Monday, February 27, 2006

Brokeback Barracks

RSS and news aggregators can sometimes turn up odd things. This is what my google news aggregator turned up for "US Army" today:

US Army Charges Gay Porn Stars

The US Army has charged seven of its most elite paratroopers for appearing in a military-themed gay porn website engaging in sex acts.

The soldiers face court-martial and discharge on charges of sodomy, pandering and engaging in sex acts for money. They will also be discharged under the military’s “don’t ask, don’t tell” policy which states that “homosexual conduct is incompatible with military service.”

The seven troops are members of the elite 82nd Airborne Division, trained to deploy anywhere in the world within 18 hours. Four additional paratroopers have been given non-judicial punishment for participating in the website.

The website does not make any reference to the division in which the soldiers who appear serve, but promises that the gay pornographic images it contains are of “real US soldiers”.

Jeff Gannon could not be reached for comment. "Airborne, All the Way!" now has a creepy new meaning. I'm guessing that some poor company commander out there is has been having a really long week.

Thursday, February 16, 2006

Learning is Winning


TALL AFAR, Iraq -- The last time the 3rd Armored Cavalry Regiment served in Iraq, in 2003-04, its performance was judged mediocre, with a series of abuse cases growing out of its tour of duty in Anbar province.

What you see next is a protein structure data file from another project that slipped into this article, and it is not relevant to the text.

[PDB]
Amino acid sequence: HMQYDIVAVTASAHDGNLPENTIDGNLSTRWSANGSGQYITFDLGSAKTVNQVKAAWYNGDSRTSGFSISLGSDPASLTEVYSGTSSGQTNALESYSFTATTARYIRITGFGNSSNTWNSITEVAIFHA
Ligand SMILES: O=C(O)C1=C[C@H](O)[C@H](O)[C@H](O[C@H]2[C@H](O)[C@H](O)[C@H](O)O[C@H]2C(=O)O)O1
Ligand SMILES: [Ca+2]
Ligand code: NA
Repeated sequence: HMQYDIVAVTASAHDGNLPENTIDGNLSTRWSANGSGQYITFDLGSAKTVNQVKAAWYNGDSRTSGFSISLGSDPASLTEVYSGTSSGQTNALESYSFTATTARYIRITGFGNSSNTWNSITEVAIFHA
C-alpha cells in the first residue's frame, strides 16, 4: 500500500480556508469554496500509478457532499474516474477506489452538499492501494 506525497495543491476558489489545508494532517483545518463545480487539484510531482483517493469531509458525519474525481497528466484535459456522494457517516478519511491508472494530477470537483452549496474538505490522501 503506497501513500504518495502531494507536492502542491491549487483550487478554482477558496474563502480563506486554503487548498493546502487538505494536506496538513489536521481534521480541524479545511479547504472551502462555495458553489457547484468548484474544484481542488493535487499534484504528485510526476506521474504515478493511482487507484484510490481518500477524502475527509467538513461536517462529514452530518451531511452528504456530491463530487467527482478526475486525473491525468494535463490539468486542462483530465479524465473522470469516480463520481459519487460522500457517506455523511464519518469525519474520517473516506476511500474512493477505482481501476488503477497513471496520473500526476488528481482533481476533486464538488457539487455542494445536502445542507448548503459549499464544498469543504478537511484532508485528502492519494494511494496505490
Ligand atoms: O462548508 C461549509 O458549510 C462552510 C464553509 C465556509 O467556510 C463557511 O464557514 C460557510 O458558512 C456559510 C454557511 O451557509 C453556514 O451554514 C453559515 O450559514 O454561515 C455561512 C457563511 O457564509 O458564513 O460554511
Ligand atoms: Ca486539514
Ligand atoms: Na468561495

But its second tour in Iraq has been very different, according to specialists in the difficult art of conducting a counterinsurgency campaign --fighting a guerrilla war but also trying to win over the population and elements of the enemy. Such campaigns are distinct from the kind of war most U.S. commanders have spent decades preparing to fight.

In the last nine months, the regiment has focused on breaking the insurgents' hold on Tall Afar, a town of 290,000. Their operations here "will serve as a case study in classic counterinsurgency, the way it is supposed to be done," said Terry Daly, a retired intelligence officer specializing in the subject.

U.S. military experts conducting an internal review of the three dozen major U.S. brigades, battalions and similar units operating in Iraq in 2005 privately concluded that of all those units, the 3rd Armored Cavalry Regiment performed the best at counterinsurgency, according to a source familiar with the review's findings.

The regiment's campaign began in Colorado in June 2004, when Col. H. R. McMaster took command and began to train the unit to return to Iraq. As he described it, his approach was like that of a football coach who knows he has a group of able and dedicated athletes, but needs to retrain them to play soccer.